DEA reports seven mass fentanyl overdoses this year since January

by ian

Ian Patrick, FISM News


The fentanyl crisis in America continues to grow more worrisome by the minute, highlighted by a new memo from U.S. Drug Enforcement Agency (DEA) Administrator Anne Milgram which suggests that there have been “at least 7 confirmed mass overdose events across the United States.”

The memo was issued to law enforcement agencies to warn them of the growing crisis.

“The DEA is seeing a nationwide spike in fentanyl-related mass-overdose events involving three or more overdoses occurring close in time at the same location,” Milgram writes. “In just the past two months, there have been at least 7 confirmed mass overdose events across the United States resulting in 58 overdoses and 29 overdose deaths.”

Milgram reportedly listed these seven overdose events which occurred in Florida, Texas, Colorado, Nebraska, Missouri, and Washington D.C. Many of the deaths in these events seem to be accidental, as Milgram writes they “thought they were ingesting cocaine and had no idea that they were in fact ingesting fentanyl.”

She describes these accidental deaths as “a frighteningly nationwide trend.”

Tragic events like these are being driven by fentanyl. Fentanyl is highly-addictive, found in all 50 states, and drug traffickers are increasingly mixing it with other types of drugs – in powder and pill form – in an effort to drive addiction and attract repeat buyers. These mass-overdose events typically occur in one of the following recurring scenarios: when drug dealers sell their product as “cocaine,” when it actually contains fentanyl; or when drug dealers sell fake prescription pills designed to appear nearly identical to legitimate prescriptions – such as OxyContin®, Percocet®, or Vicodin® – that are actually fake prescription pills containing fentanyl. This is creating a frightening nationwide trend where many overdose victims are dying after unknowingly ingesting fentanyl.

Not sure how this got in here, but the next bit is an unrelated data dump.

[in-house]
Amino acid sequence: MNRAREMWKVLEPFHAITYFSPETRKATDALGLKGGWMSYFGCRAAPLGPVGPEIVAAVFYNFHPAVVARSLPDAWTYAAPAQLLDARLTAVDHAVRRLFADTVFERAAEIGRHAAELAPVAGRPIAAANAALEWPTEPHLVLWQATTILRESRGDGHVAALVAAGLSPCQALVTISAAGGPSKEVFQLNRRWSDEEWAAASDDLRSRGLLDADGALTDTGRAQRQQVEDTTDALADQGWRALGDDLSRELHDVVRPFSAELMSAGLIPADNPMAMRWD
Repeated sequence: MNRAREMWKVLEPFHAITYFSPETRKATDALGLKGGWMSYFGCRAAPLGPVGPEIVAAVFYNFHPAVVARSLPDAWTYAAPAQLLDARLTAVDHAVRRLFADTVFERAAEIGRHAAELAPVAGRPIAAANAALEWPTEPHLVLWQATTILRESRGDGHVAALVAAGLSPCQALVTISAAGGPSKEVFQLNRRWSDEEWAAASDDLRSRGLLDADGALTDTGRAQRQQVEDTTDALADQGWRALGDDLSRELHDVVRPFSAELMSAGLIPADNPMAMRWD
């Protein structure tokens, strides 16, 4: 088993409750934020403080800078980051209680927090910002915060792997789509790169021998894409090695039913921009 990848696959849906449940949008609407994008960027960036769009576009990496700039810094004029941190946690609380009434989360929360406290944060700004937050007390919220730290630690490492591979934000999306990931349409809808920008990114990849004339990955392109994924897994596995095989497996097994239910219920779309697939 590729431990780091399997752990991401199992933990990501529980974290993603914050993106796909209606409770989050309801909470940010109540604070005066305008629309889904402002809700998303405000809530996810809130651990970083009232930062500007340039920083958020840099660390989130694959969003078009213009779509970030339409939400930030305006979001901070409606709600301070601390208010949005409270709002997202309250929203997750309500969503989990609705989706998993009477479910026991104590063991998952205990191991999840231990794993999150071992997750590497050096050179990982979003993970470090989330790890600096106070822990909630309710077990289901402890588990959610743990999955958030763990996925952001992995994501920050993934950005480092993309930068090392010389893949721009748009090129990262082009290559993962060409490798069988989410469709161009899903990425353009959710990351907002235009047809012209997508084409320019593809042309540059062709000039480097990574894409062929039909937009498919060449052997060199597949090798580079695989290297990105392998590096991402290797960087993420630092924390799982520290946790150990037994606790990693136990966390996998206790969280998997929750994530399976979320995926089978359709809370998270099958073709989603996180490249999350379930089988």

Milgram also states that fentanyl has become the driving force behind “the nationwide overdose epidemic,” citing DCD data showing that the 12-month period ending on October 2021 revealed 105,000 overdose deaths. Of these, “over 66% . . . were related to fentanyl and other synthetic opioids.”

She ends her memo with a list of tasks for the DEA, saying the agency is “working to trace mass-overdose events back to the local drug trafficking organizations and to the international cartels that are responsible for the surging domestic supply of fentanyl.”

Drug seizures at the border do show a worrying increase in the amount of fentanyl being trafficked into the United States.

FISM News reported on January 2022 numbers at the United States southwestern border, saying total drug seizures dropped by 1% from the month previous. Of those drug seizures, though, fentanyl seizures “skyrocketed by 57% between December and January” of this year.

A separate report cited Customs and Border Protection data concerning intercepted smuggled fentanyl for all of 2021. Comparing the data to numbers in 2020, CBP said that the amount of fentanyl “seized by CBP at international mail inspection facilities, sea, land, and air ports of entry, and by smugglers trying to sneak it across between the ports of entry was double last year’s fentanyl seizures.”